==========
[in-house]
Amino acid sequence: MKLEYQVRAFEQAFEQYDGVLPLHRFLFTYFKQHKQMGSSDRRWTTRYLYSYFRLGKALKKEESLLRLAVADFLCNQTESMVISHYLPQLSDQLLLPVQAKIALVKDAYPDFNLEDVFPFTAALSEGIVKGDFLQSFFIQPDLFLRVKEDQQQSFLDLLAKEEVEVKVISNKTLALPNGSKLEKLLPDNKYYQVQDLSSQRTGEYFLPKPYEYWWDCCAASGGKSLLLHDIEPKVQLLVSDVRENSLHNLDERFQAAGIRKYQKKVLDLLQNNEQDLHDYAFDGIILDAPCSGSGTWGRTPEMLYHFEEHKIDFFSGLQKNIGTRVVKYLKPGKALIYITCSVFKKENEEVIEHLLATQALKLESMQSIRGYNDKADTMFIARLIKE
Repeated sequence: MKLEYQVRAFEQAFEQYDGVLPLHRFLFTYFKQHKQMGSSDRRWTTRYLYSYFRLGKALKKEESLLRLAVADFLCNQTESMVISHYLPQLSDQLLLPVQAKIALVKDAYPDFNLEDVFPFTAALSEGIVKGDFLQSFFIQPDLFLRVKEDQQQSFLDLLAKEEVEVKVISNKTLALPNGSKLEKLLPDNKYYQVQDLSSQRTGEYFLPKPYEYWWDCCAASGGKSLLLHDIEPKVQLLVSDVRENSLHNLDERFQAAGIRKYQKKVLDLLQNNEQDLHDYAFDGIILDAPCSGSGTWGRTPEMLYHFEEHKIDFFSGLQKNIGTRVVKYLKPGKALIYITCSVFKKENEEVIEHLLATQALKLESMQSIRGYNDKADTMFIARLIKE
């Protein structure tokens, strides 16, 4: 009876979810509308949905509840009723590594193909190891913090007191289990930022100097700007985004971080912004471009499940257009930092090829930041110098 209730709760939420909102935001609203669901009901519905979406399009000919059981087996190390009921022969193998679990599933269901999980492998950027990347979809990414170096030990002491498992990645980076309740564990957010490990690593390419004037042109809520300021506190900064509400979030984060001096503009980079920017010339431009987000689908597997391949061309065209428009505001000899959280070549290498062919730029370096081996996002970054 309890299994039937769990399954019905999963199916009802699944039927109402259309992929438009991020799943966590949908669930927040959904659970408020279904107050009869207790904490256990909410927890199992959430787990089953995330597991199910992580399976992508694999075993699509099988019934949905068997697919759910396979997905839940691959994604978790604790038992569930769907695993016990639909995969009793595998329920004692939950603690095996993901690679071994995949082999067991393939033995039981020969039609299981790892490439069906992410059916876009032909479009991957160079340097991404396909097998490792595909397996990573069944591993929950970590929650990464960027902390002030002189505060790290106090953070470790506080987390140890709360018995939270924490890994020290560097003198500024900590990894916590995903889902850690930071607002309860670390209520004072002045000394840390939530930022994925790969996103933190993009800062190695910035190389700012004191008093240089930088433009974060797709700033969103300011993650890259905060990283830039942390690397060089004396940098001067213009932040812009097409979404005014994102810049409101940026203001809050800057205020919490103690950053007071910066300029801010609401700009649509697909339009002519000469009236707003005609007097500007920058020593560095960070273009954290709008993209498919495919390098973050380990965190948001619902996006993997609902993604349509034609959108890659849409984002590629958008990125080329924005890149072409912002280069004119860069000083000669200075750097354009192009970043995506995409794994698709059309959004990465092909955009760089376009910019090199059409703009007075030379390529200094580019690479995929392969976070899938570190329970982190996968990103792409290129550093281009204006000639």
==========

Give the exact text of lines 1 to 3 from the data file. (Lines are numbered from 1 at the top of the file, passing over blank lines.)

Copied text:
[in-house]
Amino acid sequence: MKLEYQVRAFEQAFEQYDGVLPLHRFLFTYFKQHKQMGSSDRRWTTRYLYSYFRLGKALKKEESLLRLAVADFLCNQTESMVISHYLPQLSDQLLLPVQAKIALVKDAYPDFNLEDVFPFTAALSEGIVKGDFLQSFFIQPDLFLRVKEDQQQSFLDLLAKEEVEVKVISNKTLALPNGSKLEKLLPDNKYYQVQDLSSQRTGEYFLPKPYEYWWDCCAASGGKSLLLHDIEPKVQLLVSDVRENSLHNLDERFQAAGIRKYQKKVLDLLQNNEQDLHDYAFDGIILDAPCSGSGTWGRTPEMLYHFEEHKIDFFSGLQKNIGTRVVKYLKPGKALIYITCSVFKKENEEVIEHLLATQALKLESMQSIRGYNDKADTMFIARLIKE
Repeated sequence: MKLEYQVRAFEQAFEQYDGVLPLHRFLFTYFKQHKQMGSSDRRWTTRYLYSYFRLGKALKKEESLLRLAVADFLCNQTESMVISHYLPQLSDQLLLPVQAKIALVKDAYPDFNLEDVFPFTAALSEGIVKGDFLQSFFIQPDLFLRVKEDQQQSFLDLLAKEEVEVKVISNKTLALPNGSKLEKLLPDNKYYQVQDLSSQRTGEYFLPKPYEYWWDCCAASGGKSLLLHDIEPKVQLLVSDVRENSLHNLDERFQAAGIRKYQKKVLDLLQNNEQDLHDYAFDGIILDAPCSGSGTWGRTPEMLYHFEEHKIDFFSGLQKNIGTRVVKYLKPGKALIYITCSVFKKENEEVIEHLLATQALKLESMQSIRGYNDKADTMFIARLIKE